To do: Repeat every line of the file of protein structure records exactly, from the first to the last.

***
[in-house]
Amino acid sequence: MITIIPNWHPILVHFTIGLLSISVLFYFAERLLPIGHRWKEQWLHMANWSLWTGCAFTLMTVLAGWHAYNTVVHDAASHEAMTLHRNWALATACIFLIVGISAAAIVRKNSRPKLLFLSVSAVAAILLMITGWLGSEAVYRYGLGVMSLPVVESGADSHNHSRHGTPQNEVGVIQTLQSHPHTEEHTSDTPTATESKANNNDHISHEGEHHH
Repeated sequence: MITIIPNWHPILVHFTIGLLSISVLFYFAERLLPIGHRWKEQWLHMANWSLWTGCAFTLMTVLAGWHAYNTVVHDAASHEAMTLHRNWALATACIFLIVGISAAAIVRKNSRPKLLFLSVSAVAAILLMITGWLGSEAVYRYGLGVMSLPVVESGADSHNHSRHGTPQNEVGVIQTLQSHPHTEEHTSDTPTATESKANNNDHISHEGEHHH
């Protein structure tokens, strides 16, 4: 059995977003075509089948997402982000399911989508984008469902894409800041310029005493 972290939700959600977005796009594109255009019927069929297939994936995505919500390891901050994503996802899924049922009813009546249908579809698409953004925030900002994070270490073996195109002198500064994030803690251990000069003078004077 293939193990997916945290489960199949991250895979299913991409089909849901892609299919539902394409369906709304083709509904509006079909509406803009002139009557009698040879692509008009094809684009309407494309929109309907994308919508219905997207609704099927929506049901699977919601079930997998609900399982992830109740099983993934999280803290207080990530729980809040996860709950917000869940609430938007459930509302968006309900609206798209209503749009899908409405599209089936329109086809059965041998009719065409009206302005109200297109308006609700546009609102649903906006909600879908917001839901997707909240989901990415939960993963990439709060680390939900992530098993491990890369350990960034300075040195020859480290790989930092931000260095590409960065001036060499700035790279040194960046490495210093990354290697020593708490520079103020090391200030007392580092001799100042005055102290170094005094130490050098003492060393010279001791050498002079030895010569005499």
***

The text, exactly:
[in-house]
Amino acid sequence: MITIIPNWHPILVHFTIGLLSISVLFYFAERLLPIGHRWKEQWLHMANWSLWTGCAFTLMTVLAGWHAYNTVVHDAASHEAMTLHRNWALATACIFLIVGISAAAIVRKNSRPKLLFLSVSAVAAILLMITGWLGSEAVYRYGLGVMSLPVVESGADSHNHSRHGTPQNEVGVIQTLQSHPHTEEHTSDTPTATESKANNNDHISHEGEHHH
Repeated sequence: MITIIPNWHPILVHFTIGLLSISVLFYFAERLLPIGHRWKEQWLHMANWSLWTGCAFTLMTVLAGWHAYNTVVHDAASHEAMTLHRNWALATACIFLIVGISAAAIVRKNSRPKLLFLSVSAVAAILLMITGWLGSEAVYRYGLGVMSLPVVESGADSHNHSRHGTPQNEVGVIQTLQSHPHTEEHTSDTPTATESKANNNDHISHEGEHHH
């Protein structure tokens, strides 16, 4: 059995977003075509089948997402982000399911989508984008469902894409800041310029005493 972290939700959600977005796009594109255009019927069929297939994936995505919500390891901050994503996802899924049922009813009546249908579809698409953004925030900002994070270490073996195109002198500064994030803690251990000069003078004077 293939193990997916945290489960199949991250895979299913991409089909849901892609299919539902394409369906709304083709509904509006079909509406803009002139009557009698040879692509008009094809684009309407494309929109309907994308919508219905997207609704099927929506049901699977919601079930997998609900399982992830109740099983993934999280803290207080990530729980809040996860709950917000869940609430938007459930509302968006309900609206798209209503749009899908409405599209089936329109086809059965041998009719065409009206302005109200297109308006609700546009609102649903906006909600879908917001839901997707909240989901990415939960993963990439709060680390939900992530098993491990890369350990960034300075040195020859480290790989930092931000260095590409960065001036060499700035790279040194960046490495210093990354290697020593708490520079103020090391200030007392580092001799100042005055102290170094005094130490050098003492060393010279001791050498002079030895010569005499």